Tags: Ferguson in Crisis | ferguson | police | lethal | guns | Alternative Ballistics

Ferguson Cops Training to Use Non-Lethal First Bullet

Image: Ferguson Cops Training to Use Non-Lethal First Bullet
(Michael B. thomas/AFP/Getty Images)

By    |   Wednesday, 04 Feb 2015 07:32 AM

Police in Ferguson, Missouri, are training to use a device that can be attached to a regular service revolver and is intended to make the first bullet discharged non-lethal, The Washington Post reported.

The attachment, marketed by Alternative Ballistics, shoots a projectile the size of a pingpong ball that is intended to immobilize but not kill a person, even at close range. Alternative Ballistics executive Christian Ellis said he bought the patent for the device from a retired sheriff's officer, according to the Post.

It is part of a growing arsenal of weapons — from the Taser to rubber bullets — that are not supposed to be lethal.

It is not clear whether the device would have allowed Officer Darren Wilson to subdue Michael Brown without killing him.

Ferguson Assistant Police Chief Al Eickhoff, who joined the force just days before the incident, speculates that a single-shot blunt-force projectile might not have made any difference.

"You could still shoot him with this round," said Eickhoff, "and he could still get up and come at you," the Post reported.

Brown was shot by at least six bullets and was likely felled by one that struck him in the head.

Ferguson began training a few officers with the device this week, and plans to introduce it to its entire 55-member force. It is intended to be used when police need to shoot to save themselves or others.

Recent police killings of unarmed African-Americans, including 12-year-old Tamir Rice in Cleveland, shot as he was playing with a pellet gun, have put pressure on law enforcement to come up with better alternatives to deadly force.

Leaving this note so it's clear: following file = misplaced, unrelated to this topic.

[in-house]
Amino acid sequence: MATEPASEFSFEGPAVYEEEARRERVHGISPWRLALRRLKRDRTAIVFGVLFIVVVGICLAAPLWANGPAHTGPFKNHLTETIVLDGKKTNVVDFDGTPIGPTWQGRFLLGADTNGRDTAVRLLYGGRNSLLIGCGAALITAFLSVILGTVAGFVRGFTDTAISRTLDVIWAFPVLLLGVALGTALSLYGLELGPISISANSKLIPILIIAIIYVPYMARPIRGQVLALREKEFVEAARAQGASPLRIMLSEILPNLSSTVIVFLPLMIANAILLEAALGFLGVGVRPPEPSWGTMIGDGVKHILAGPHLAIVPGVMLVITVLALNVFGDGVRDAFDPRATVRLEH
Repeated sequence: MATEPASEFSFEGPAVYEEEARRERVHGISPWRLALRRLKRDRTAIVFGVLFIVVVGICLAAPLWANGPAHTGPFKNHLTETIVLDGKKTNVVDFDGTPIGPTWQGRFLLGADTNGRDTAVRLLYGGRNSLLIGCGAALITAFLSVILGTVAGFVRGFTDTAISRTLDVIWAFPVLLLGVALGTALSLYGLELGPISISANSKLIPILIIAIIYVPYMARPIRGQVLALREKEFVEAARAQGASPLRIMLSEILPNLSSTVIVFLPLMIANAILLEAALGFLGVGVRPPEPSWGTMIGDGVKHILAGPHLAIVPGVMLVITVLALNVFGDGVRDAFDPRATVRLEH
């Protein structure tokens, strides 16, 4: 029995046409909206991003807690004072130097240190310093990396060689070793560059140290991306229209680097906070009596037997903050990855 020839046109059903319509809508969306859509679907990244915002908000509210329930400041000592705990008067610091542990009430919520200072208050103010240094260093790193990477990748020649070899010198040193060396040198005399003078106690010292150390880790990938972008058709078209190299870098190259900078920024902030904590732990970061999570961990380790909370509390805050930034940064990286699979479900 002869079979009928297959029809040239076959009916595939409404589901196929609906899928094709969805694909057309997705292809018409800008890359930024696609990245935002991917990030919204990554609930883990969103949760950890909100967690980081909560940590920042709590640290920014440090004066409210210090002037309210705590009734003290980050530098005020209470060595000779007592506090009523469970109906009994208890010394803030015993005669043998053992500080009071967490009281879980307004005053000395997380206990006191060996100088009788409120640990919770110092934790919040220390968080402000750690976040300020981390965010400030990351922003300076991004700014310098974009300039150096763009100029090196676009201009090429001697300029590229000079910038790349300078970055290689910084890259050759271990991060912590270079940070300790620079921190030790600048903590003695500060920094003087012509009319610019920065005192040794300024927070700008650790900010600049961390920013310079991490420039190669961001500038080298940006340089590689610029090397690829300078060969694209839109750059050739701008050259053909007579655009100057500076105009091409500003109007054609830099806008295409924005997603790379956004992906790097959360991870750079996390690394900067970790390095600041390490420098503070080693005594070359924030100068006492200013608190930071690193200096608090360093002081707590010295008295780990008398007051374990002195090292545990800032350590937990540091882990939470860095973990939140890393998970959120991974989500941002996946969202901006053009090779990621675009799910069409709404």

Eickhoff tested the device and liked it because he said it gave cops a way to avoid taking a life.

A company video shows the equipment propelling a round metal bullet-capture device — that looks like an orange pingpong ball — with the power to incapacitate but not break the skin. So far no person has been shot by the Alternative.

California Republican Rep. Duncan Hunter, an Iraq war veteran, tested the device. He has called upon federal law-enforcement agencies to give "close consideration" to an Alternative-like device.

If the projectile does not take down the target, the next round chambered is a standard lethal bullet.

Critics say that in split-second situations cops could lose valuable time affixing the Alternative to their guns. "What bothers me is we will allow an officer to face immediate deadly jeopardy with a less-lethal round. Deadly force is the most likely thing to repel deadly force," Steve Ijames, a former Missouri police major and training expert, told the Post.

Eickhoff said he doesn't think the device will be appropriate in all situations where deadly force is called for.

"It's not a catch-all. Every situation is different," he said. "But it gives an officer, if time allows — and that's important, if time allows — a chance to save a life instead of taking a life."

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Police in Ferguson, Missouri, are training to use a device that can be attached to a regular service revolver and is intended to make the first bullet discharged non-lethal, The Washington Post reported.
ferguson, police, lethal, guns, Alternative Ballistics
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2015-32-04
Wednesday, 04 Feb 2015 07:32 AM
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